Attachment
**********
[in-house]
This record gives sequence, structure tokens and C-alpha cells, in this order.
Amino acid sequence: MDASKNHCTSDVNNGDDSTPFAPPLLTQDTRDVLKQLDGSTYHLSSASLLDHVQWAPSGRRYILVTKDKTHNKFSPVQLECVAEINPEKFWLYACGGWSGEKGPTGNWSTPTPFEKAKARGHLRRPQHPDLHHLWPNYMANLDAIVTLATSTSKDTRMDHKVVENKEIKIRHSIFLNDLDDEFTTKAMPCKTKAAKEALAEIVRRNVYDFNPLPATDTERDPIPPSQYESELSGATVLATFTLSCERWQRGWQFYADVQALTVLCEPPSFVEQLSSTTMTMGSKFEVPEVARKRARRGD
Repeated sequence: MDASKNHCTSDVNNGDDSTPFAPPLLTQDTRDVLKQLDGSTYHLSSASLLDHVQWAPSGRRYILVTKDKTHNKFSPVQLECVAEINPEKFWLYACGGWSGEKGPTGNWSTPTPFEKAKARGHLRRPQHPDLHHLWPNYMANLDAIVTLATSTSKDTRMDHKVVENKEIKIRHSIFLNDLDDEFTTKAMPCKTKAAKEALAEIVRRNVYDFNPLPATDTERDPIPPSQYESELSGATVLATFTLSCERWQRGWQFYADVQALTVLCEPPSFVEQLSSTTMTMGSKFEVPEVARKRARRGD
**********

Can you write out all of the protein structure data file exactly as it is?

[in-house]
This record gives sequence, structure tokens and C-alpha cells, in this order.
Amino acid sequence: MDASKNHCTSDVNNGDDSTPFAPPLLTQDTRDVLKQLDGSTYHLSSASLLDHVQWAPSGRRYILVTKDKTHNKFSPVQLECVAEINPEKFWLYACGGWSGEKGPTGNWSTPTPFEKAKARGHLRRPQHPDLHHLWPNYMANLDAIVTLATSTSKDTRMDHKVVENKEIKIRHSIFLNDLDDEFTTKAMPCKTKAAKEALAEIVRRNVYDFNPLPATDTERDPIPPSQYESELSGATVLATFTLSCERWQRGWQFYADVQALTVLCEPPSFVEQLSSTTMTMGSKFEVPEVARKRARRGD
Repeated sequence: MDASKNHCTSDVNNGDDSTPFAPPLLTQDTRDVLKQLDGSTYHLSSASLLDHVQWAPSGRRYILVTKDKTHNKFSPVQLECVAEINPEKFWLYACGGWSGEKGPTGNWSTPTPFEKAKARGHLRRPQHPDLHHLWPNYMANLDAIVTLATSTSKDTRMDHKVVENKEIKIRHSIFLNDLDDEFTTKAMPCKTKAAKEALAEIVRRNVYDFNPLPATDTERDPIPPSQYESELSGATVLATFTLSCERWQRGWQFYADVQALTVLCEPPSFVEQLSSTTMTMGSKFEVPEVARKRARRGD